In my last post, I shared with you the parameters and goals we set for our eldest so that he could get a smartphone at age 13. You can read that post here and if you subscribe you will also get a free printable setting out these goals that you can use in your home. You’re welcome!
With my eldest turning 13 this week and finally getting the smartphone he has wanted for so long I had to ask myself now what? How do I empower him to actually master ownership of this item, instead of this item becoming his owner and master – something we see more and more of nowadays? I am hardly a veteran parent, but the one thing I have learned is that children need structure to thrive. They need to know where the boundaries are to have both a sense of security, an inkling of expectation and to experience true freedom. For them to continue to grow in responsibility and independence they need to understand what is expected of them and get the opportunity to excel within the parameters given. That’s why along with a smartphone, we sat down to come to an agreement on reasonable, healthy usage. It goes something like this:
Wow, you did it! You achieved everything on the list, and now you have a phone! Well done on developing a sense of responsibility, on learning about delayed gratification and growing in learning to prioritise what is truly important. We are proud of you!
We want to make sure that you both enjoy this device and use it wisely, we want to help you learn about using technology responsibly and not becoming enslaved by it. So here are points for us to agree on to manage this privilege of having a phone. If you are not able to comply with the items we’ve agreed to, you will lose your phone privileges.
- This phone belongs to you. Look after it, because if it breaks or gets lost or stolen, we will not be replacing it with another smartphone.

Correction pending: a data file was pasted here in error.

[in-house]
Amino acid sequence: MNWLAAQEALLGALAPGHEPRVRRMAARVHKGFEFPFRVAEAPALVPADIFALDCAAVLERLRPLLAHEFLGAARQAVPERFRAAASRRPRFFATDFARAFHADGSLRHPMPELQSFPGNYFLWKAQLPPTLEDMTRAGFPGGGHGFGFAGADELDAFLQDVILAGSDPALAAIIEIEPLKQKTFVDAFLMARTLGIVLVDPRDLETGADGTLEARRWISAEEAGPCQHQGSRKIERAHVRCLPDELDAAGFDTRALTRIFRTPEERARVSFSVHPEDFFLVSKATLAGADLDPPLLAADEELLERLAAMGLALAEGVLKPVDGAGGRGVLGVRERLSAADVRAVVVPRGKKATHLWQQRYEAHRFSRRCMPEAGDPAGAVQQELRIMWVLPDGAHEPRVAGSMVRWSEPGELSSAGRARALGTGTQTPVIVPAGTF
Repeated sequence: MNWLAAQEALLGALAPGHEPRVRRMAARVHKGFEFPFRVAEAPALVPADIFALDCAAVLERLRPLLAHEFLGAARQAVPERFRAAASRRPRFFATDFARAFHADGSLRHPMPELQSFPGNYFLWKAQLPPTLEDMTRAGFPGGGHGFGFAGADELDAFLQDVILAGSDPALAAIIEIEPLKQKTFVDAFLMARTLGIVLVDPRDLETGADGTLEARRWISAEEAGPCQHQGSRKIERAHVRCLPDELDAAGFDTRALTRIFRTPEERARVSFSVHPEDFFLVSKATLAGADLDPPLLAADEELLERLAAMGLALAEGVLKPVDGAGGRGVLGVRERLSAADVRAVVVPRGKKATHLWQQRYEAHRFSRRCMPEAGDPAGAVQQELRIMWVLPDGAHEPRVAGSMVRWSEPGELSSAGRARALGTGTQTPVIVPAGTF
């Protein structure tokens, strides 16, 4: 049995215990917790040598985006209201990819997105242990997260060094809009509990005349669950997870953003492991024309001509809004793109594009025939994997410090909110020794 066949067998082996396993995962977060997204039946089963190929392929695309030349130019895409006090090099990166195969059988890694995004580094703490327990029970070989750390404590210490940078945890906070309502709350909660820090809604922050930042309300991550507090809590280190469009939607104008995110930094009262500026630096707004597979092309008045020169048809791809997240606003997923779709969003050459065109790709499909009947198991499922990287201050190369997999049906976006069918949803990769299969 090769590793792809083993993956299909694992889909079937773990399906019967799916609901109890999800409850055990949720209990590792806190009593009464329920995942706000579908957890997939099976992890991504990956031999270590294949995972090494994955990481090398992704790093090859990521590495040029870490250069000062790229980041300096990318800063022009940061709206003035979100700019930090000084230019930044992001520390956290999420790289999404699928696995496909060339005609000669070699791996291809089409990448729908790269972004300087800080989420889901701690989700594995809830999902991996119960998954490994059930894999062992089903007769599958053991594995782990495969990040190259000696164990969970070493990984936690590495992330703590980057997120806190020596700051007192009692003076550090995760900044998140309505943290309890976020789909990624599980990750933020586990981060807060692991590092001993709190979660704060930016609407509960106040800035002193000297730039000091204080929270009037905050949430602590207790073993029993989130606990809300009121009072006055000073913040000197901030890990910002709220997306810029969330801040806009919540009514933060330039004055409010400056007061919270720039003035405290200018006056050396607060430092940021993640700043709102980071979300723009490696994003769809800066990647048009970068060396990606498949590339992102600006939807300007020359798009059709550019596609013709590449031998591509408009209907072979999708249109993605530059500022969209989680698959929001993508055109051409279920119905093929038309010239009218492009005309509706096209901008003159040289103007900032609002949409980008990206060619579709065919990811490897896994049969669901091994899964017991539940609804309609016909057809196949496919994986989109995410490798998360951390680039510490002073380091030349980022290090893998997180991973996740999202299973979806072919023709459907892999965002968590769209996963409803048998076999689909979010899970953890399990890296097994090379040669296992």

- If we call you, answer the phone. Never ignore a call from your parents
- Continue to be discerning:
- Don’t search for things that you’d be too embarrassed to share with me or things you know are off-limits. If you are curious, ask us. Google is not your parent!
- Put everything you text, email or say through this filter: Would I be ok with my grandparents reading this/ seeing this on the front page of the newspaper? This goes for words and pictures mister!
- Continue to be present:
- Don’t text while walking, it’s annoying for the person behind you in the mall and let’s face it, it’s rude. Nothing is so urgent that you can’t take a seat somewhere and complete a text message or just do it later. You’re not saving lives here!
- Also don’t be the guy who always has his earphones in. This is why people make fun of your generation. This is also how you get yourself run over in the street. There is a time and a place to listen to music and enjoy it and a time and a place to greet people, engage with your environment and be aware.
- Put the phone away at dinner times or when someone is talking to you, especially an older person. Never make those around you feel like they are boring you or devalue and disrespect them by choosing to be on your phone instead of engaging with them. Remember your manners. A phone should be a tool that enhances your relationships, not diminishes them